Starting Treatment Early for Metastatic Prostate Cancer: Part IV

Recently, many new anticancer agents have become available for the treatment of prostate cancer—Zytiga, Xtandi, Xofigo, Provenge and Jevtana, but differing opinions about optimal combinations and sequencing will naturally arise.  If we adopt the belief that treatment effectiveness is enhanced when used against earlier-stage cancer, thoughts are engendered about using two or three treatments simultaneously.

In most instances, studies evaluating the effectiveness of these agents when used in combination are lacking. However, in some cases small phase II studies have been complete that demonstrate that combination treatment can be administered without excess toxicity.

Giving treatments one at a time (rather than using treatment combinations) has long been the preferred approach by academicians (the academia doctors that have major influence over how prostate cancer is treated). The academicians are paid by pharmaceutical companies to test one treatment at a time. This “one-treatment-at-a-time" approach enables the university doctors to accurately evaluate each drug for its anticancer effects without introducing potentially confounding variables that could skew the accuracy of the results.

Therefore, the “standard operating procedure,” based on longstanding past policy, favors the sequential, one-treatment-at-a time approach.

However, if one likens metastatic cancer to a fire burning out of control, to maximize survival, every effective agent within reason should be brought to bear without delay. If firefighters have three firetrucks at their disposal they would never consider holding one firetruck in reserve, waiting to see if the fire could be extinguished by using only two trucks!

The fire is fought with a maximal up-front effort using every possible resource to extinguish the blaze.  Possible exceptions to this “all out approach” include financial constraints, concerns about unacceptable toxicity, or, perhaps in the case when the patient is excessively frail or elderly.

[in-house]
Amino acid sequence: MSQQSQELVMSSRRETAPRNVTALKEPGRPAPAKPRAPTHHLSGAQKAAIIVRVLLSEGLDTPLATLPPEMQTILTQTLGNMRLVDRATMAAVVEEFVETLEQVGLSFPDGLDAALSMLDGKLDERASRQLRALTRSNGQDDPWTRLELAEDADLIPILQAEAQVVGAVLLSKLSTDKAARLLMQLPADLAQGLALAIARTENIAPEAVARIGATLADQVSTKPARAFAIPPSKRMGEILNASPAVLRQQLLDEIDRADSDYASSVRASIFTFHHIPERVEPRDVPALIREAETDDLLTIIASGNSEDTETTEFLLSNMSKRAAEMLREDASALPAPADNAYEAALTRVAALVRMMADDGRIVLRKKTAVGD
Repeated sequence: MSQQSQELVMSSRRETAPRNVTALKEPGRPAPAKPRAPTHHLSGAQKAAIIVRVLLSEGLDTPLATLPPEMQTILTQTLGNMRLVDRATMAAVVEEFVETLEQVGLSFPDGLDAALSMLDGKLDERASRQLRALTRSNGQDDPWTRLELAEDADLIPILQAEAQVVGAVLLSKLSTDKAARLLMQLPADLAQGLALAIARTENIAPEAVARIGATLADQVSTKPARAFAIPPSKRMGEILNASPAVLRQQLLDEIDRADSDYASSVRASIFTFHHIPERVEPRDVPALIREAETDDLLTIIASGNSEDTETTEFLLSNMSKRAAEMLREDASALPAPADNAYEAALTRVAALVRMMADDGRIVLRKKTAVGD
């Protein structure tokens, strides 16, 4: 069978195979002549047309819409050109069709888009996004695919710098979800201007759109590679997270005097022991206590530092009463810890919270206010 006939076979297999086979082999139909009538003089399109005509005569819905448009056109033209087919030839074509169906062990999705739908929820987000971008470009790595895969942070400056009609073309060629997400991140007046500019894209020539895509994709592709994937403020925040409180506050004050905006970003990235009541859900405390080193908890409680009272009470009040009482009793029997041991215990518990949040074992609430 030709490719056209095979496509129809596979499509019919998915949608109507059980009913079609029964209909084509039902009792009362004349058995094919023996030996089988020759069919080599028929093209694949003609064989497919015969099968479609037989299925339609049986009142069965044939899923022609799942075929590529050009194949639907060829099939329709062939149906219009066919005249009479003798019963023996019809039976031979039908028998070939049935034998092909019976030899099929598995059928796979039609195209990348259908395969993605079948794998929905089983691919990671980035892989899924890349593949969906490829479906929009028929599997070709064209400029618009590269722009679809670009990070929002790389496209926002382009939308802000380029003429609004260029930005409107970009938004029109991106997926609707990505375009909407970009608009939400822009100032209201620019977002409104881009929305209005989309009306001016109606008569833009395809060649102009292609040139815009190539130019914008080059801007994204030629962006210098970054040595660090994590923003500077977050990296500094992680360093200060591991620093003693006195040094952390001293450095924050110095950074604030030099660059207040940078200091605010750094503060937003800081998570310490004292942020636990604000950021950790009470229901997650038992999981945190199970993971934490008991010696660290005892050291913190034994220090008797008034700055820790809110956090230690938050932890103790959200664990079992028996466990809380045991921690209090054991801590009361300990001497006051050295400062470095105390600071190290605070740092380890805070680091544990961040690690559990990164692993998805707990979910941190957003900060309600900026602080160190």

The rationale for the combination approach is based on the multiple clinical observations cited in Part I II, and III of this series of articles that who how treatments generally work much better against early-stage cancer.  A couple of mechanisms explaining why earlier treatment works better are presented in those previous articles. Another likely explanation is that as the cancer progresses, it develops stronger countermeasures that disable how the immune system would normally fight the cancer. Therefore, using treatments at an earlier stage, in combination (rather than sequentially) brings more anticancer firepower to bear.

Experience using treatments in combination is still lacking. Nevertheless, the following list presents some considerations about how the available agents might be combined.

Preliminary trials using some of these agents in combination indicate that the potential side effects are not associated with unreasonable problems assuming they are administered under the supervision of an experienced oncologist.

·     Taxotere combined with Zytiga or Xtandi

·     Provenge followed immediately by Zytiga or Xtandi

·     Xofigo combined with Zytiga or Xtandi

·     Xofigo combined with Taxotere

·     Zytiga combined with Xtandi

Other combinations can also be considered as this list is by no means exhaustive. Men who face a more serious type of prostate cancer should not let conventional treatment approaches constrain their freedom to use more than one therapy at a time. The risks and benefits of combination therapy and the uncertainties that are involved can be reviewed with their physician before any treatment is initiated.  Sometimes when doctors are in unfamiliar territory the prudent approach is to start one therapy first and then add a second therapy slowly at a lower dosage and slowly escalate the dose after the patient’s ability to tolerate the combination has been established.

The field of prostate oncology is entering a new era with the availability of many diverse and efficacious agents. The old way of practice that relied upon using one treatment at a time needs to be seriously reconsidered in light of the opportunity we have for substantially prolonging life. Unwillingness to venture into uncharted territory is likely to result in a real disservice to the men who seeking an all-out effort from their oncologist.   

Continue Reading